Giant Flow Batteries Could Power Your City in the Future

China is building vanadium redox flow batteries to power its cities in the future, but what exactly are they and how do they work?

Diamond Nuclear Batteries Are Forever… Sort Of- https://www.youtube.com/watch?v=Fj7z8wFGzDE

Read More:
The Better Batteries That Will Power Your Phone — and a Green Future
https://news.usc.edu/trojan-family/battery-technology-usc-green-sustainable-energy/
"“One of the major problems with lithium-ion batteries is that lithium is not an abundant material, so it’s just not sustainable” says Sri Narayan, professor of chemistry at the USC Dornsife College of Letters, Arts and Sciences and a scientific co-director at the USC Loker Hydrocarbon Research Institute. “In fact, if you look into the distant future, we could run out of lithium if we continue to consume it at the present rate. We need alternative materials that pack more energy in the same volume without much lithium.”"

China starts building world's largest vanadium flow battery
https://www.spglobal.com/marketintelligence/en/news-insights/trending/1sgv2yl4jn3r-r18pibt0g2
"An energy storage station backed by a 200MW/800MWh vanadium flow battery is in production in Dalian, China, as part of the government's effort to scale up its energy storage capacity. Rongke Power, a local battery maker, is developing the battery after the China National Energy Administration approved the project in 2016 to provide power during peak demand hours. The battery is expected to slice off about 8% of the Liaoning Province port city's expected load once it comes online in 2020, according to Electrek. "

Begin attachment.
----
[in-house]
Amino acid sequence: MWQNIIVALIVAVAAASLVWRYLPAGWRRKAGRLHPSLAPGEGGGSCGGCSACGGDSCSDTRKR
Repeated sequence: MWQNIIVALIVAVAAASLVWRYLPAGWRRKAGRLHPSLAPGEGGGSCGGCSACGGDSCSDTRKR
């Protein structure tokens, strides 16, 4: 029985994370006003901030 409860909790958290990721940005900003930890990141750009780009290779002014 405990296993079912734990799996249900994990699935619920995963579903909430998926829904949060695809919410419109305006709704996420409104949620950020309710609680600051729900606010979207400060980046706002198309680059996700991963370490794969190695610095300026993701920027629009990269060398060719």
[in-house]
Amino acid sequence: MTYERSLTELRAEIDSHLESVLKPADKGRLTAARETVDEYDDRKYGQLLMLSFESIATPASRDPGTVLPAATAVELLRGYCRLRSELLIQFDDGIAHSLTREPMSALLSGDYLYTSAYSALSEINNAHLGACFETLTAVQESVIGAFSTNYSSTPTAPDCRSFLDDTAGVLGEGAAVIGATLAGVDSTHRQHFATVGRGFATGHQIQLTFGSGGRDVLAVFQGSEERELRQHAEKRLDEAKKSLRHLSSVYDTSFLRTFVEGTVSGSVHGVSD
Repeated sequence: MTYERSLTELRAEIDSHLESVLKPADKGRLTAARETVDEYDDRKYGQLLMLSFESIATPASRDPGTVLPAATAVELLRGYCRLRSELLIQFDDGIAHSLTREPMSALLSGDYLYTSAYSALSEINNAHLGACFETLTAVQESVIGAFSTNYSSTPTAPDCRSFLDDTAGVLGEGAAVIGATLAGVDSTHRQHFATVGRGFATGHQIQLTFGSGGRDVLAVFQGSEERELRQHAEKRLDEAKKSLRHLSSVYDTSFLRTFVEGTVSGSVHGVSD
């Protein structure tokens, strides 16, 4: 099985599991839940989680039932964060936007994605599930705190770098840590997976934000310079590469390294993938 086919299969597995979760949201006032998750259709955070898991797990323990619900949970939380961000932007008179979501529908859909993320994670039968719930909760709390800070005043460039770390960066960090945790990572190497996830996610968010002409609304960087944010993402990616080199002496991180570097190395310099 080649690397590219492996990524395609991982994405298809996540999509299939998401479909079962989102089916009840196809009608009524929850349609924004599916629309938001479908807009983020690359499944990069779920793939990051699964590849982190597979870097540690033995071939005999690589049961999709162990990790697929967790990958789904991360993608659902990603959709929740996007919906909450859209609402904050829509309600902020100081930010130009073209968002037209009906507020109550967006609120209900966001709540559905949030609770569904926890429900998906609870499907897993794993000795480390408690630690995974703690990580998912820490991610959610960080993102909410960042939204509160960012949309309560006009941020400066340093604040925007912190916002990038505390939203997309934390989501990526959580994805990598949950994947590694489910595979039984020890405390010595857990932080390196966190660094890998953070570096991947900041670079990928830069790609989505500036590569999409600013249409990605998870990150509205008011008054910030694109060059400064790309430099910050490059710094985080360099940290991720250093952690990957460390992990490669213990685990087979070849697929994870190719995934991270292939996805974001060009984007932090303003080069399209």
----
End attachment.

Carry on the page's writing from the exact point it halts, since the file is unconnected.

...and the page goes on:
Flow Battery
https://www.sciencedirect.com/topics/engineering/flow-battery
"Flow batteries have emerged as prime candidates in the development of large-scale grid-connected energy storage systems because they offer very long cycle life, high energy efficiencies, as well as low costs for applications requiring high energy to power ratios. A number of different flow battery technologies have been under development over the past 30 years, but of these, only the vanadium redox flow battery that was pioneered at the University of New South Wales, Australia, and the zinc–bromine battery first developed by Exxon are currently under consideration for large-scale grid integration."

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